The British teachers’ union (National Union of Teachers – NUT) of over 300,000 members has shown strong support for the academic boycott of Israel.  NUT recently passed a BDS (Boycott, Divest and Sanctions) resolution (see  pp. 45-46), that not only condemns Israel’s violations of international law in the Naqab (Negev), but also condemns Israel’s discrimination against Palestinian students and teachers who are citizens of Israel.  Pictures of the conference can be seen at  .  The text:

PALESTINE MOTION 31 (East London) to move,

(Croydon) to second:

Conference welcomes the visit to the Occupied Palestinian Territory by a delegation of Executive and non-Executive members in October 2013, and the strengthening of links between the National Union of Teachers and the General Union of Palestinian Teachers.

Conference notes the ongoing oppressive and unjust regime imposed by the state of Israel on the Palestinian people and is especially concerned at the impact on young people and their families.

Conference endorses the following demands and calls on the British Government to actively pursue these objectives:

1. The dismantling of the 700 Kilometre long Wall condemned by the International Court of Justice in July 2004;

2. The ending of all illegal settlements which now control 42.7% of the West Bank (UN figures);

3. The ending of all moves to cut East Jerusalem off from the West Bank​ through a process of settlement expansion and the demolition of Palestinian homes;

4. The support for the UN call for the end of the blockade of Gaza;

5. The dismantling of the Israeli army’s 532 Checkpoints (UN figures);

6. The ending of the inhuman treatment of Palestinian Child Prisoners as documented by Defence for Children International/Palestine Section;

7. The rescinding of the Government’s Prawer Plan to destroy Bedouin villages inside Israel and forceably transfer the people out of their established villages; and

8. The right of the Palestinians inside Israel to develop a curriculum which preserves their heritage and ends discrimination in education.

Conference reaffirms its commitment to campaigning in solidarity with the Palestinians in their struggle for peace and justice and calls on the Executive to distribute the report of the 2013 delegation as widely as possible publicising it through the Teacher and all appropriate Union channels.

Conference instructs the Executive to:

i. Support TUC policy, to “boycott the goods of, companies who profit from illegal settlements, the Occupation and the construction of the Wall”;

ii. Pressure the UK Government to call on the Israeli Government to comply with international law and human rights treaties;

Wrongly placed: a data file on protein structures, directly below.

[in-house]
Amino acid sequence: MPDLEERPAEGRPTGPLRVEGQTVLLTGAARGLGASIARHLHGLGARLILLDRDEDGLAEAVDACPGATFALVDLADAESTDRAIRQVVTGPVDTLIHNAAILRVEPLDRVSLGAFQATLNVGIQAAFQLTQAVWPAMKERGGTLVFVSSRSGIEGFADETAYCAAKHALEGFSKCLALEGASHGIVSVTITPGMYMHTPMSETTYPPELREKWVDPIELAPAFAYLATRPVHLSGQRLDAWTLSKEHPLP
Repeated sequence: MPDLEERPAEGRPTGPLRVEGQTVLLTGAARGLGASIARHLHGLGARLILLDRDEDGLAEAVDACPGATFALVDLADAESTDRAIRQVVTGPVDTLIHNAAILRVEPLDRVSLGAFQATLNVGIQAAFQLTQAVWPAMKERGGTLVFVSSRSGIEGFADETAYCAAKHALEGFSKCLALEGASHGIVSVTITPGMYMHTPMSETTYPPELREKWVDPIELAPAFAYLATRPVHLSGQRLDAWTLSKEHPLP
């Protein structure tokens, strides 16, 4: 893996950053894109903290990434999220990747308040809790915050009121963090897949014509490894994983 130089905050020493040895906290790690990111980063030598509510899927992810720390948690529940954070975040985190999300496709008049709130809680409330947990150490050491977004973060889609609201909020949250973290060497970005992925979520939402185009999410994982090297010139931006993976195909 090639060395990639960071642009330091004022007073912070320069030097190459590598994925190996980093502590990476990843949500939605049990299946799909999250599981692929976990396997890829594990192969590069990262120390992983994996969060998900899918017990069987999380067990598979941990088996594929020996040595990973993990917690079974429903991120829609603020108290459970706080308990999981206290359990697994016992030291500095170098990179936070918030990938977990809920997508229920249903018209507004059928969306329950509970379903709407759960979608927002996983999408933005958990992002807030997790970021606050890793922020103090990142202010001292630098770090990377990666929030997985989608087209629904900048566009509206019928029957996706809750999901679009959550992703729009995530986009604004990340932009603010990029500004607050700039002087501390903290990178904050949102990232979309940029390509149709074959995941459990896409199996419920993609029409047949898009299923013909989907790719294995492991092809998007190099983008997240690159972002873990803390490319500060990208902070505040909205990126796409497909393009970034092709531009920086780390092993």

iii. Work to win the backing of Education International and the ETUC(E) for these policies and to seek to collaborate with like minded unions internationally;

iv. Convey these views to the Israeli Teachers Union;

v. Express our solidarity with the GUPT for its objectives for education and discuss with them ways to develop this solidarity;

vi. Call for an end to the discrimination against Palestinian students and teachers within Israel;

vii. Encourage divisions to make links with Palestinian teachers and schools including organising delegation exchanges;

viii. Encourage Associations, Schools and Divisions to publicise the report of the delegation to members; invite speakers to their meetings and encourage active membership participation in work on this issue;

ix. Organise a special meeting for Division representatives and International Solidarity Officers to present the report, explain Union policy, outlining ways to develop the work and incorporate regular updates in Divisional Secretaries briefings and school representatives training; and

x. Continue to campaign for the rights of Palestinian children including child prisoners and work to engage all members in this campaign encouraging individual membership of and affiliation to the Palestine Solidarity Campaign and support for Action for Palestinian Children Prisoners.


31.1  (Buckinghamshire) to move,

​ ​(Kirklees) to second:

Conference instructs the Executive:

Add new point:

xi. Educate the membership through publications, divisions and international solidarity officers of the ‘Pinkwashing’ propaganda used by Israel to make their citizens and the wider world believe that they are progressive in respect of LGBT rights, while distracting attention away from the human rights abuses they have instigated by their occupation of the West Bank and Gaza.

Academic Boycott of Israel

BDS: Hebrew U conference dealt two blows

  Written by Campaign to Boycott the Oral History Conference at Hebrew University of Jerusalem
 Hebrew University as seen from the East Jerusalem neighbourhood of Silwan/Photo: WikimediaHebrew University as seen from the East Jerusalem neighbourhood of Silwan/Photo: Wikimedia